In an attempt to protect ungulate species, BC is faced with a difficult dilemma. Is culling their predators an ethical response—and a scientifically sound solution?




A herd of Roosevelt Elk browses willows in a bog near the Mount Cain turnoff. Nearby, a pack of wolves lie hunched over a knoll, as still as the air on a windless winter day. They wait patiently for the opportunity of one of these ungulates becoming separated from the herd. Wolves wait, caribou eat. Then suddenly something shifts. Perhaps a puff of wind so light as to be imperceptible to humans, yet enough to alert the caribou to a threatening scent. Tranquility is replaced by tension and agitation. The ears of the elk are cocked and alert, as they cluster up and move quickly into thick timber. The wolves remain still. In their unspoken language, these highly evolved predators gauge the opportunity costs of giving chase, then opt to preserve energy for another hunt, on another day. The Inuit have an expression that says, “It is the caribou [or in this case, elk] that feeds the wolf, and the wolf that keeps the caribou strong.”

Nature has an exquisite way of striking balance between predator and prey, an elegant duet in which the abundance of one animal is tied to the availability of the other. However, in a world irrevocably altered by humans, the balance is skewed. Modern conservation biology raises troubling questions. What are we willing to give up to protect a species in decline? Is it an effective—or even ethical—conservation strategy to shoot, trap, or poison a predator to protect its prey? In British Columbia, it’s a question that haunts wildlife managers. The provincial government is proposing an extension of the wolf trapping season on Vancouver Island from eight to 10 months per year, citing declining deer numbers as the reason for predator control. Yet the environment ministry’s Fish and Wildlife Branch admits that it relies on anecdotal reports from hunters and trappers to gauge wolf numbers on the island.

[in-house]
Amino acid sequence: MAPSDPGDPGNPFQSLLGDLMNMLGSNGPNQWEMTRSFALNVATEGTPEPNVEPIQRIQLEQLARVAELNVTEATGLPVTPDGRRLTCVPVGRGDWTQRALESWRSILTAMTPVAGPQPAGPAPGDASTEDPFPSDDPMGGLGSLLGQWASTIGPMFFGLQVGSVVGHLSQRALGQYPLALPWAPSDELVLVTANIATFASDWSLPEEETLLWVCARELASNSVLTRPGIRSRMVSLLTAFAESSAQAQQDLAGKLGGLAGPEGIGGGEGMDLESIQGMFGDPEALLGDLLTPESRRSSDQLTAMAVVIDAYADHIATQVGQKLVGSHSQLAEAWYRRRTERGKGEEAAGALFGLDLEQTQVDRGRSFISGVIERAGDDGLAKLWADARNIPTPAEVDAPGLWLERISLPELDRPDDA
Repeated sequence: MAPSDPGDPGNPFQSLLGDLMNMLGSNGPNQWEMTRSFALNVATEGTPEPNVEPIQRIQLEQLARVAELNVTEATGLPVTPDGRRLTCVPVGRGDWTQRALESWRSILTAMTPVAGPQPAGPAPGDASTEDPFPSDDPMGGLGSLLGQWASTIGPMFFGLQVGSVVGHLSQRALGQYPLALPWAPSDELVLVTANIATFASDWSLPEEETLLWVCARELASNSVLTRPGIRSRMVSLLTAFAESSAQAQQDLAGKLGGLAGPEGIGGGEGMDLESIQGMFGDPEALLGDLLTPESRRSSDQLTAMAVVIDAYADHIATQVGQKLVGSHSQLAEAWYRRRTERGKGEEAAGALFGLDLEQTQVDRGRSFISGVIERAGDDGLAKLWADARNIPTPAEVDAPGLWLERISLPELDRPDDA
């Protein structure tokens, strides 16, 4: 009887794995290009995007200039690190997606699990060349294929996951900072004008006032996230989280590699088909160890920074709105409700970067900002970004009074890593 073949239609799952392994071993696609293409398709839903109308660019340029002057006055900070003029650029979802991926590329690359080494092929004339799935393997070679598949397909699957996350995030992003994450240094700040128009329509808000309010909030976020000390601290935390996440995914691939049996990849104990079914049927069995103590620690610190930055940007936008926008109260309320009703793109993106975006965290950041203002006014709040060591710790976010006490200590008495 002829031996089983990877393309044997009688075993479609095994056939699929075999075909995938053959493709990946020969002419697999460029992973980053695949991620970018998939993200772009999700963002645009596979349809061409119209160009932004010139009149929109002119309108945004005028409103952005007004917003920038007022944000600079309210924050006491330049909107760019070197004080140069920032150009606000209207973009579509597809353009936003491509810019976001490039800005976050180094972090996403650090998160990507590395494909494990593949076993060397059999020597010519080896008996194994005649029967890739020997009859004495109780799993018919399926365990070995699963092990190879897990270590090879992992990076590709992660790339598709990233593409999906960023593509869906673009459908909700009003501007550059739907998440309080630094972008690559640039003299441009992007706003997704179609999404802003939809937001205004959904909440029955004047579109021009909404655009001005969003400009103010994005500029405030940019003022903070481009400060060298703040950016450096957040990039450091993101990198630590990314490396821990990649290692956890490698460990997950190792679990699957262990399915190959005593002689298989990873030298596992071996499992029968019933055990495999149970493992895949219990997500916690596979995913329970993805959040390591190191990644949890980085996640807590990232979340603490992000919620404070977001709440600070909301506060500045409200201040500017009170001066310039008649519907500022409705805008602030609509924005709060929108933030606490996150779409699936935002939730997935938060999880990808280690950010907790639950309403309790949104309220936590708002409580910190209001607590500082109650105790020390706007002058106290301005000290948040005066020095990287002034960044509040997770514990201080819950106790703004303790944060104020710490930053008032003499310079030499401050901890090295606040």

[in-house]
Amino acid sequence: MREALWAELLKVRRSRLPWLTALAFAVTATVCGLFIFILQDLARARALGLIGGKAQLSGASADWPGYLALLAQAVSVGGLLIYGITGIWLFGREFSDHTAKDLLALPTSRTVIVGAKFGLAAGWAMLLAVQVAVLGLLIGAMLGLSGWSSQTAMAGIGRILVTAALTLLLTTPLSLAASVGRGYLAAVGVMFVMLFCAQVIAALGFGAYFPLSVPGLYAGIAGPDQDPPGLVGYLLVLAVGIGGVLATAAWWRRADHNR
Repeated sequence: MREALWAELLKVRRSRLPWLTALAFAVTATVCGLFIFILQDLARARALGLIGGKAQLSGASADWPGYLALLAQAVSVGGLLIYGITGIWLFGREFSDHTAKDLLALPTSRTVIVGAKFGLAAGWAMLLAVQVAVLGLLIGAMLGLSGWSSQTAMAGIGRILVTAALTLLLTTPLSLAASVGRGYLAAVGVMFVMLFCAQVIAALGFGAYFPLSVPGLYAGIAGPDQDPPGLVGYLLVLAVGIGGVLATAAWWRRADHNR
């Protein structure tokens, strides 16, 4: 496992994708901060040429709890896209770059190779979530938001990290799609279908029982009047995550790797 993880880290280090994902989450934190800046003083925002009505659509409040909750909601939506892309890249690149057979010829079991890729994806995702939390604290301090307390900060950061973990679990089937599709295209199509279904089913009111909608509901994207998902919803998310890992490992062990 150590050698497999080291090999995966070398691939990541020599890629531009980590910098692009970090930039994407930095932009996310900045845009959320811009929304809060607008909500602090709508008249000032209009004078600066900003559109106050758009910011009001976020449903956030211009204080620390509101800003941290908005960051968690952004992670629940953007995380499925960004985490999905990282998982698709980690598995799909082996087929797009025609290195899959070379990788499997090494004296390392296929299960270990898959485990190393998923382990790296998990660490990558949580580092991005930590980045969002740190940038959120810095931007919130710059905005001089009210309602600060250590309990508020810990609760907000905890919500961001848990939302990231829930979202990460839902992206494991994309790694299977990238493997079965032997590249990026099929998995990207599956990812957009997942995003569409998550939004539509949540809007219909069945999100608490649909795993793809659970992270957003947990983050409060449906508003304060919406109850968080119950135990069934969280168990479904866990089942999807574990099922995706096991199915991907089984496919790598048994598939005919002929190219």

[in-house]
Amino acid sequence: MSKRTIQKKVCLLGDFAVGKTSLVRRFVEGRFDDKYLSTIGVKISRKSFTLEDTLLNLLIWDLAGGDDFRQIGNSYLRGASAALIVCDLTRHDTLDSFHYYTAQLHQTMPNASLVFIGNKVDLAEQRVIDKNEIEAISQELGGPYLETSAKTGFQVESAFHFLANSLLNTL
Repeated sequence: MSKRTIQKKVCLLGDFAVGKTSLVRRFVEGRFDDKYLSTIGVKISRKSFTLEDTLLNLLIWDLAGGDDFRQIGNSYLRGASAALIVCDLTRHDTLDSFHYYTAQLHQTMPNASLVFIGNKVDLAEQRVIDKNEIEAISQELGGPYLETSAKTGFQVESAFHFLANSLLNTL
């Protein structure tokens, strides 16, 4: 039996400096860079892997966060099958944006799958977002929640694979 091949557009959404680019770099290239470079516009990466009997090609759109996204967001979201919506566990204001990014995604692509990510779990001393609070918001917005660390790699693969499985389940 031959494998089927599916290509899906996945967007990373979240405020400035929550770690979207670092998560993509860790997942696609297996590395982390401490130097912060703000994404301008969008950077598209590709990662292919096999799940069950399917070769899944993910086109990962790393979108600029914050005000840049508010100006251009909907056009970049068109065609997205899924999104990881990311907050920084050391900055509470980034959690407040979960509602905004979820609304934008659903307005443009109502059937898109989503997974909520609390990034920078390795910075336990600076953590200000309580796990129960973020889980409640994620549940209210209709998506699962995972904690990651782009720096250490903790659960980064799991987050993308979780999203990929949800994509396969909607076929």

Dog may be man’s best friend, but the same can’t be said for its wild counterpart, Canis lupus—the species from which every lap dog and floppy eared mutt on the planet is descended. Humans have always had a fraught relationship with wolves. We have an ambivalence toward them that is complex. Ranchers understandably view them as a business cost and frequently shoot them to protect livestock. Some hunters consider them lethal competitors for the game they seek.

In BC between 1910 and 1955, there was a fee-per-hide bounty system for culling wolves, and throughout the 1950s and 60s, government used planes to drop poison-laced bait to kill them. I visited a mountain lodge in Colorado recently. The walls were mounted with hunting trophies—sheep, deer, elk, and the head of a large wolf whose jaw the taxidermist had contorted into a vicious, snarling rack of sharp teeth. It’s a familiar caricature, the wolf as malevolent killing machine.